The 2010 spending plan contains many and various expenditure reductions and savings – with no expanded programs or service delivery levels. This continues a strong trend of restrained Township governmental spending, with the above-noted estimated increases of +2.3% for 2010 (over 2009) and +4.4% for 2009 (over 2008), and actual increases of +1.4% for 2008 (over 2007) and +3.5% for 2007 (over 2006). This spending pace represents a modest and contained compounded rate of increase for the four-year period (2007-2010 estimated) of less than +2.9% (even netting out the lack of a GF subsidy for 2010). I doubt that any other similar municipality in the region that is providing consistent, high quality services and investing in its infrastructure can boast such a recent performance of low spending.
Staffing is budgeted at 2009 budgeted levels, minus 4 employees (the Gardener at Appleford who retired, and three fewer Refuse workers as a result of the new SW fee rates and collection plans). There is currently one refuse worker vacancy, so two of the current refuse workers will need to be reassigned to fill vacancies in the Highway and/or Parks Divisions. Township staffing was also reduced last year by seven full-time positions and three part-time positions. Other than filling 5 police officer vacancies during 2009, no other full-time or regular part-time vacancies have been filled in the past 14 months. With the exception of the two transferred refuse workers, a full credit of the costs of wages and benefits for all of the current GF vacancies (12.2 Full-time Equivalent) is included in the Proposed 2010 Budget, thus assuming that none of these current vacancies will be filled by new hires throughout 2010. No layoffs are proposed.
Again for 2010, we have assumed an amount of GF budgetary savings and included this as a “negative expense” in our operating budget, comprised mostly of the vacancy credits of nearly $700,000 by not filling the existing GF vacancies. 2009 marked the first time we budgeted for anticipated GF budgetary savings, and we appear to be exceeding the 2009 budgeted savings of -$1.2 million, with an estimated/actual 2009 GF budgetary savings of about $1.7 million or an additional unbudgeted savings of nearly $0.5 million. For the 2010 Budget, we are again budgeting a negative expense of -$1.2 million in expected GF budgetary savings (shown in our Non-Departmental Budget), and will work diligently to attain and hopefully exceed this level.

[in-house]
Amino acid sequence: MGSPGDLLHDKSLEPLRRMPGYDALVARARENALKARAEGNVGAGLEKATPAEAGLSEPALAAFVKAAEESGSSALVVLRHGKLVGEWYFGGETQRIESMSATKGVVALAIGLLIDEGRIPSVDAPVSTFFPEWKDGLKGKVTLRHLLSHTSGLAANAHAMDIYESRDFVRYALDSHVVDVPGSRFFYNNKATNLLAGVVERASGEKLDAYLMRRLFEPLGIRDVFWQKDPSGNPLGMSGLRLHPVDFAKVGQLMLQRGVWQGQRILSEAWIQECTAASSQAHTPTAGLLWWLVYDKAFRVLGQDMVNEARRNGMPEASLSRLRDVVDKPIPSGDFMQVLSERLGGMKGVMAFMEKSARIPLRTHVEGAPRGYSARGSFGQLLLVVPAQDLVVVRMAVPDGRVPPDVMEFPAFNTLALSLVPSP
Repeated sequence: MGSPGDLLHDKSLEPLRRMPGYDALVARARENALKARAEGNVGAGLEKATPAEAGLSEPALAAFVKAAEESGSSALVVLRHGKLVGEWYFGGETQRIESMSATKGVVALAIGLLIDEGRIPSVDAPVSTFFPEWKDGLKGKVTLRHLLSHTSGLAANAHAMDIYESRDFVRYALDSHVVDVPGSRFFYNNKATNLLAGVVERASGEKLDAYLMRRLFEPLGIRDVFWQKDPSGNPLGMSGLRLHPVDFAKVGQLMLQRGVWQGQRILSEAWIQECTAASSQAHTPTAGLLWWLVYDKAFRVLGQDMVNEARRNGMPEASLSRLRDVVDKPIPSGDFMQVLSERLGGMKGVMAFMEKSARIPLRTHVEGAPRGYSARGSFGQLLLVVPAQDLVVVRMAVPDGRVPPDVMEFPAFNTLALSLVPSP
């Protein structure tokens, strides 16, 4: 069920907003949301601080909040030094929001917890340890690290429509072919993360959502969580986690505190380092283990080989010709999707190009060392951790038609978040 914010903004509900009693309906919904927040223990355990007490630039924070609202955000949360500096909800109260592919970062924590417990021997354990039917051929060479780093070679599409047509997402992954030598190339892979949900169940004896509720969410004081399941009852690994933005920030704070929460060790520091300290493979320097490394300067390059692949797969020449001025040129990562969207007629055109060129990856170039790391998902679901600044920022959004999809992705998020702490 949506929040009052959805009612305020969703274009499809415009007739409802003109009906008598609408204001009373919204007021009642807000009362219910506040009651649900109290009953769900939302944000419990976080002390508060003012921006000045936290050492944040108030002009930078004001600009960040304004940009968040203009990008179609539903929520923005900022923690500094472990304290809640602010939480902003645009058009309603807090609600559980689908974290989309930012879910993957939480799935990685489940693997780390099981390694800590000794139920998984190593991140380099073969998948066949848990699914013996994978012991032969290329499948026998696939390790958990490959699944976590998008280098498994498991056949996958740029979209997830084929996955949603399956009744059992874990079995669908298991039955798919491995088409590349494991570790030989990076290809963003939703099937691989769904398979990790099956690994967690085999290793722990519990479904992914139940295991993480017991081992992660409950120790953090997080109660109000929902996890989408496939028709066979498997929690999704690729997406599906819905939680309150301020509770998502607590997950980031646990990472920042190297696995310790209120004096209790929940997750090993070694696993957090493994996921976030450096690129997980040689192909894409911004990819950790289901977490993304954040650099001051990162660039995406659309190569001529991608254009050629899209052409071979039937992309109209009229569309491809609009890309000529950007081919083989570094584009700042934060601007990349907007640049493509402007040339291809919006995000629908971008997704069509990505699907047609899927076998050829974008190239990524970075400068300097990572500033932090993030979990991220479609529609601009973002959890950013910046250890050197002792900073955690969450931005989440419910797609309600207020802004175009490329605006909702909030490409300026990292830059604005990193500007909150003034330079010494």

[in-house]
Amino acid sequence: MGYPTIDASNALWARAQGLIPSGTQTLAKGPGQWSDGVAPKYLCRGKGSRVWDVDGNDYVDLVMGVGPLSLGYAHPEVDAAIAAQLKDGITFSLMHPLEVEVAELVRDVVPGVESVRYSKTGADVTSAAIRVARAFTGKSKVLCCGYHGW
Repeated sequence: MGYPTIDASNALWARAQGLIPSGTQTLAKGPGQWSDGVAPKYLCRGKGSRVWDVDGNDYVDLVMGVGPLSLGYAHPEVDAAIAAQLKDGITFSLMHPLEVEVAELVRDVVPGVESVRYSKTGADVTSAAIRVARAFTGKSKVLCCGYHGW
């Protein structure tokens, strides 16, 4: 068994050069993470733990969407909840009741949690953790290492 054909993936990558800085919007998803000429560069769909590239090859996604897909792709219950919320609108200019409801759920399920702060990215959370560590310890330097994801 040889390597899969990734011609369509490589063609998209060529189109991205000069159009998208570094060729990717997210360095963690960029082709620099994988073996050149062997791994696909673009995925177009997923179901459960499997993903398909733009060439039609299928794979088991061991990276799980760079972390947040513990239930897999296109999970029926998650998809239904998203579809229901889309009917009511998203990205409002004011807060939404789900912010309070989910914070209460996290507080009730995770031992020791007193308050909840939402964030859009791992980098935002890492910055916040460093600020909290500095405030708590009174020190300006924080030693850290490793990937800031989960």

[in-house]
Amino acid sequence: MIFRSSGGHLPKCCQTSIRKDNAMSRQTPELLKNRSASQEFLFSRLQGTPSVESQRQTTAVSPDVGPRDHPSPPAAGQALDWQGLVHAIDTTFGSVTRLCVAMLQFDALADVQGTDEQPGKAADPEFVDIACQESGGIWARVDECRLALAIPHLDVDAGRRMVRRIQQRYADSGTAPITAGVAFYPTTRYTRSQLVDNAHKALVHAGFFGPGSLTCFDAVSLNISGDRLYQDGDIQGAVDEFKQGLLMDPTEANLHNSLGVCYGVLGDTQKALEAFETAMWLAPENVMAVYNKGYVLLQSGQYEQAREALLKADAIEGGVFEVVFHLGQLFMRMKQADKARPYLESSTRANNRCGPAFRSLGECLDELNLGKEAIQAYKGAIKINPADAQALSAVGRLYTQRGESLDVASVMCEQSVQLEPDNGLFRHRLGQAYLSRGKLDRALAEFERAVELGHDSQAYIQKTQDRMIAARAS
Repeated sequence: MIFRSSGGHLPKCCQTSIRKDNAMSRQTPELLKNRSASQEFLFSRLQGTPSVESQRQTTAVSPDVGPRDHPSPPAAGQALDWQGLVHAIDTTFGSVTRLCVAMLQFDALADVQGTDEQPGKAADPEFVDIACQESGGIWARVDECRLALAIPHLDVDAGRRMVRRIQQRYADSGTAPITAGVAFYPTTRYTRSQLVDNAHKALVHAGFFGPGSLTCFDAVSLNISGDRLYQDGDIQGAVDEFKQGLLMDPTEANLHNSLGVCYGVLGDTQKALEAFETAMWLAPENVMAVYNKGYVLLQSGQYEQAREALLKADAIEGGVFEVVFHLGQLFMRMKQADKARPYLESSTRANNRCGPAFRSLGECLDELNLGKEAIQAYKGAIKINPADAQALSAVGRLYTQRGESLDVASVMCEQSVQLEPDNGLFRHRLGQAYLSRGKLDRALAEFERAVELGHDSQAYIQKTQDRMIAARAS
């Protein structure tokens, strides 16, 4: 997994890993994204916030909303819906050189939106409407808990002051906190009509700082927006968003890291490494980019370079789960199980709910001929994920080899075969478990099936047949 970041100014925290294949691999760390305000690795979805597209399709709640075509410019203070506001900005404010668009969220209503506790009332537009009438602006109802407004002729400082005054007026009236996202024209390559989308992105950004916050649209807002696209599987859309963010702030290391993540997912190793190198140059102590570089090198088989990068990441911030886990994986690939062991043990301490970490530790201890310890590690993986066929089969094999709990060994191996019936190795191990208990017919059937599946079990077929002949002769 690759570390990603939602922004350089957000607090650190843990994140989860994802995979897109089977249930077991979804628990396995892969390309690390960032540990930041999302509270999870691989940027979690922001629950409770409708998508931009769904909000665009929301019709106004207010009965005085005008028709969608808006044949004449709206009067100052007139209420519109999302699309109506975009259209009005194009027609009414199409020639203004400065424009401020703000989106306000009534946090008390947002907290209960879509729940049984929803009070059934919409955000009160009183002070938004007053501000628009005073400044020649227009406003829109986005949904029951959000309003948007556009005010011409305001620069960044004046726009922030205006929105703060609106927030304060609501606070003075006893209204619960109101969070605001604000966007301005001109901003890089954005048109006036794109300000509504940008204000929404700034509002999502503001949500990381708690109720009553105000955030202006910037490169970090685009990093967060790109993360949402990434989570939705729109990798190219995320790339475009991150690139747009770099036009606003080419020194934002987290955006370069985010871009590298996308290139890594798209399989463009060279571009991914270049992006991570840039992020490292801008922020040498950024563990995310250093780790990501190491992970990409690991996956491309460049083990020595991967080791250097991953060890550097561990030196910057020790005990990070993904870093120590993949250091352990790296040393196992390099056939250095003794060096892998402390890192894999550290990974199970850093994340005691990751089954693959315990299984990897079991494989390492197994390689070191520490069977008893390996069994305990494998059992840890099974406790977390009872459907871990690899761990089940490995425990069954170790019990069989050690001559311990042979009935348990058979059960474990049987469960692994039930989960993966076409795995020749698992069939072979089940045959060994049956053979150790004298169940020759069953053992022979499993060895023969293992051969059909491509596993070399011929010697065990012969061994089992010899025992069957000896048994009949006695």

We have not only carefully evaluated and implemented additional cost reduction and containment opportunities in our operating budget, but have also made major changes and delays in our spending strategies in our six-year capital improvement program, which will be enumerated later in this budget message. Over $8 million in capital spending that we would have otherwise most likely undertaken in 2008-2010 has been delayed until 2011 or beyond. Even with such significant postponements, we are budgeting to need an approximately $15 million new money bond issue in early 2010 to provide a source of funding for our CIP. Considering that nearly half of this bond issue will be spent on the planned major renovation and addition for our largest library ($7.3 million for the Ludington Library project), capital borrowing other than for libraries will be only about $7 million in both 2009 and 2010, significantly below our typical $10 million annual capital borrowing program. Also, significant outside grant funding continues to strategically leverage and supplement the Township’s capital spending plans.